Grace happens in unlikeliest places


By Lamar Massingill
Guest Columnist 

He was not impressive looking, but his spirit was wildly adventurous. My car needed some maintenance, and Walter said he would gladly look it over I could tell he immediately perceived it as something which would be his joy to do. There was an outrageous sense of adventure about him as he went about his work — something I had never seen before in a mechanic at an Exxon station. He chased engine problems as if he was a one man posse after a fugitive, and utter excitement possessed him at finding them. 

Watching him was a spiritual event for me; for one who grew up thinking my life simply would not count until I had degrees, titles and money. Perhaps Walter knew more than I about living — or perhaps it was just a good day for him. Whatever, I knew I had been spoken to. It was grace from an unlikely place. It was serendipity: something found, but not sought. 

For those who have eyes to see, grace can happen anywhere, and grace-full moments can seize us without expectation. They can happen through people, events or things which we gaze upon daily. 

Some of the most graceful things I have learned have been through things and people lost, abandoned or despised by society; throw away things or people who don’t fit society’s conception of what is right or normal. Unlikely people in unlikely places. Perhaps they are purveyors of serendipity and grace because they are genuine and carry no pretense. 

I’ve always been more interested in the story of a waitress at Waffle House than in the stories of the finest royalty America has to offer. Many times I find more grace in conversation than in scripture read so flippantly, self-righteously and many times violently; in my familial and personal history than in the history of Israel; in the cool blue of the gulf than in an old-fashion camp meeting revival. Right or wrong, I’ve always been more interested in the graceful dimensions of the ordinary than in the crucial events of Christian orthodoxy. 

Why? Because I believe that’s among the best places God is found. And my intuition is that my dear friend Sally-Lodge Teel was right when she said that the day of her spiritual awakening came when, “I saw and knew God in everything and everything in God.”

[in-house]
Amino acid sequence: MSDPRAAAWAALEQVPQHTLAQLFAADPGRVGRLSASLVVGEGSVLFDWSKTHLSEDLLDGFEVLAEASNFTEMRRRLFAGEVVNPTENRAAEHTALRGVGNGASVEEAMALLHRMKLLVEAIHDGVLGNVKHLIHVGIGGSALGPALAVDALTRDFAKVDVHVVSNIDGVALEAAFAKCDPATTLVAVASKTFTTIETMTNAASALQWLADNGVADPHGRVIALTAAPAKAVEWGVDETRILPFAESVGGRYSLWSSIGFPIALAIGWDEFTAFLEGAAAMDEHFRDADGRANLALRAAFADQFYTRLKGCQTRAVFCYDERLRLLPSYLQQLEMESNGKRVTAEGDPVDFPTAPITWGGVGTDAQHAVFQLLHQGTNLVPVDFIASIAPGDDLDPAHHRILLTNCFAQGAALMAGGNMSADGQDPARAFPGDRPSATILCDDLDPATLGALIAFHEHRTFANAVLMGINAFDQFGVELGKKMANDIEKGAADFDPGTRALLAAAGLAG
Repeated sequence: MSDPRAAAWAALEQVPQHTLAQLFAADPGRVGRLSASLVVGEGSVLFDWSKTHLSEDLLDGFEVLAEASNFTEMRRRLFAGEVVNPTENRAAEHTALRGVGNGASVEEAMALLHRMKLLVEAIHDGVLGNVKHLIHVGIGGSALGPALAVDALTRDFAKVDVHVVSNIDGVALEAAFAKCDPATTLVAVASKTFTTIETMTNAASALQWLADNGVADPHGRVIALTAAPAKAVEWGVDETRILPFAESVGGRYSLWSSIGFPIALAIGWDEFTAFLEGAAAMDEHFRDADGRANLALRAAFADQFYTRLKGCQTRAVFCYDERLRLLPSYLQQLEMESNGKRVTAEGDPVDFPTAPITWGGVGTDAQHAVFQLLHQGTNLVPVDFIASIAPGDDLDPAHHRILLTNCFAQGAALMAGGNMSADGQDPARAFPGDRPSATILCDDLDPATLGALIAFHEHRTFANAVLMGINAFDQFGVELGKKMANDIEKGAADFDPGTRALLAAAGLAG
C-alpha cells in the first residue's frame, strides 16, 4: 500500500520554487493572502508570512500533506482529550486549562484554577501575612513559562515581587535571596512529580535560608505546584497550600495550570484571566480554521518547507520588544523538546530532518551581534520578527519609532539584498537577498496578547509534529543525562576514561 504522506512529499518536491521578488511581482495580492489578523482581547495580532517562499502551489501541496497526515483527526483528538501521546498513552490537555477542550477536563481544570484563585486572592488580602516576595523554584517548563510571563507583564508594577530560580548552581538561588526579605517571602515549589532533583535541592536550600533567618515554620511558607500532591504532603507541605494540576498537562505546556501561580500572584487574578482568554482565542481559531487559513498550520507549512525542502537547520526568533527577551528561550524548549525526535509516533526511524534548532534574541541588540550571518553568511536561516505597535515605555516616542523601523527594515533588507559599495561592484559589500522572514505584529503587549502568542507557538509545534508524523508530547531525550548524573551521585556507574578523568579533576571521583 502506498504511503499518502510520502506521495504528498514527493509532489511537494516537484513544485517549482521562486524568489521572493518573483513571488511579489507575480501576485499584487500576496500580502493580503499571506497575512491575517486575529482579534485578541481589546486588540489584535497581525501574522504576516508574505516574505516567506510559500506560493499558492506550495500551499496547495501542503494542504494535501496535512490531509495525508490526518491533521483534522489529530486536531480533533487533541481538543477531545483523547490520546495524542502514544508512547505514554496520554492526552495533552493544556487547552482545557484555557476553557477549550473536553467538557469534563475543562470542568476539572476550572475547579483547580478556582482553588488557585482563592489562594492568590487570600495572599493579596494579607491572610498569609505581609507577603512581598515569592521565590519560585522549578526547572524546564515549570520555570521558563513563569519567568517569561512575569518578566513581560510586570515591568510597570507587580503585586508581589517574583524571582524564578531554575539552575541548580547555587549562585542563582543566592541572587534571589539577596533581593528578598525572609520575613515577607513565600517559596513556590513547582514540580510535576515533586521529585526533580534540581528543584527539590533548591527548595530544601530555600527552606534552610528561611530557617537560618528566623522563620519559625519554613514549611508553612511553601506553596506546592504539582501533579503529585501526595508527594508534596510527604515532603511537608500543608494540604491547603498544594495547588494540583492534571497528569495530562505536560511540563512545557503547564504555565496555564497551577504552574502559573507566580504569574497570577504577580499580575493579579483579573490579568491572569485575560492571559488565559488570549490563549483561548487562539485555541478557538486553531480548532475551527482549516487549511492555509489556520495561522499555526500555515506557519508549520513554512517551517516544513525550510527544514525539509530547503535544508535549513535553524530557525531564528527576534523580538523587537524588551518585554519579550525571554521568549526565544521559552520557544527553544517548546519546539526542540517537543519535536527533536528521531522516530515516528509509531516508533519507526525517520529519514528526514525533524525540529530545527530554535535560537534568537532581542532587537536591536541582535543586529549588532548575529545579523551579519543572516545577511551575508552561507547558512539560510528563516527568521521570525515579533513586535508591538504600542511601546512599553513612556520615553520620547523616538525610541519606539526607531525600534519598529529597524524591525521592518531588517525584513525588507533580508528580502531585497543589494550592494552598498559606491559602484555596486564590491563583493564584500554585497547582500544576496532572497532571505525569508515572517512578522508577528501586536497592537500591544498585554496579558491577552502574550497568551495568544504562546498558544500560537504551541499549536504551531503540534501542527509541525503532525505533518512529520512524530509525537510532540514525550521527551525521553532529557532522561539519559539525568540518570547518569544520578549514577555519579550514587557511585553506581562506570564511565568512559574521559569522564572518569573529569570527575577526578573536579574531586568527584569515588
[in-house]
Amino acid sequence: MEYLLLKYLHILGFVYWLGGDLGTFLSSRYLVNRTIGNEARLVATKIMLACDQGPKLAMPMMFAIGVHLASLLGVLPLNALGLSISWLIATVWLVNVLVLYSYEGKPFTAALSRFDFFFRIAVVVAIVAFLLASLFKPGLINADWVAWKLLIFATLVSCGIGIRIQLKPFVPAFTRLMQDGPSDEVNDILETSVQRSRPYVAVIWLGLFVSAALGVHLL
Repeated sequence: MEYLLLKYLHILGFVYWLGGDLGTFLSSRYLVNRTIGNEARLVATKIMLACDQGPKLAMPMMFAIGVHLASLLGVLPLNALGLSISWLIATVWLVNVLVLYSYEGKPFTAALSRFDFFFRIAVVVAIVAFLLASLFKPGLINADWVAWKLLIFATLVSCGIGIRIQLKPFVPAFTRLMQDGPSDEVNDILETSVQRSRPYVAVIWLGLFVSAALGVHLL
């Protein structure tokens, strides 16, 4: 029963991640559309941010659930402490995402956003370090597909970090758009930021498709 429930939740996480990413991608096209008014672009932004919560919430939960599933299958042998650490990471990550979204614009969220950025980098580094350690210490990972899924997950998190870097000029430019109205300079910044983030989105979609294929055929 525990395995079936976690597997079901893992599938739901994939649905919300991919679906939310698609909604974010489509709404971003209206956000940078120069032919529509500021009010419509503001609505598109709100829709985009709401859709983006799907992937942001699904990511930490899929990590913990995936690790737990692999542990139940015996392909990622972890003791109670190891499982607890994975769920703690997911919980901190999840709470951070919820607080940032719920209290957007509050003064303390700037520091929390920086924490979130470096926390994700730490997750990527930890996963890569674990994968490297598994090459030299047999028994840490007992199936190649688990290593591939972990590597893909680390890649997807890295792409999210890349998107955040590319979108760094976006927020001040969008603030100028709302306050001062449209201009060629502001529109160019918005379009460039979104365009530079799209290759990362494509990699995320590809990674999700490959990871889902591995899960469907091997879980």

Though Jesus made it his practice to attend the synagogue weekly, we need be reminded many times that he hung around the strugglers the most — the common folks. They are the ones with whom he shared the most important form of grace: the meal. 

The religious leaders threatened him because they were always trying to control religious orthodoxy: what people could believe and what they couldn’t. To the Pharisees, Jesus was a perceived threat in this area. To Jesus, however, real grace was to be found among real people, those who were not into religious facades. He always put the sinner who knew, and made no pretense about what s/he was, as more righteous than the Pharisee who was so proud of how many times he said a prayer every day, or how many times he was in the synagogue. He never found much grace in those who were always keeping a religious scorecard, but in those who lived their lives with no scorecard, in places which didn’t even sell scorecards.  

Unlikely people in unlikely places. These are the places where God is reflected the most, and his love the most needed.

A published author, Massingill is minister at the United Methodist churches of Richton and Sand Hill, and religion editor at “The Magnolia Gazette.” He newest book, “Soul Places,” is now available.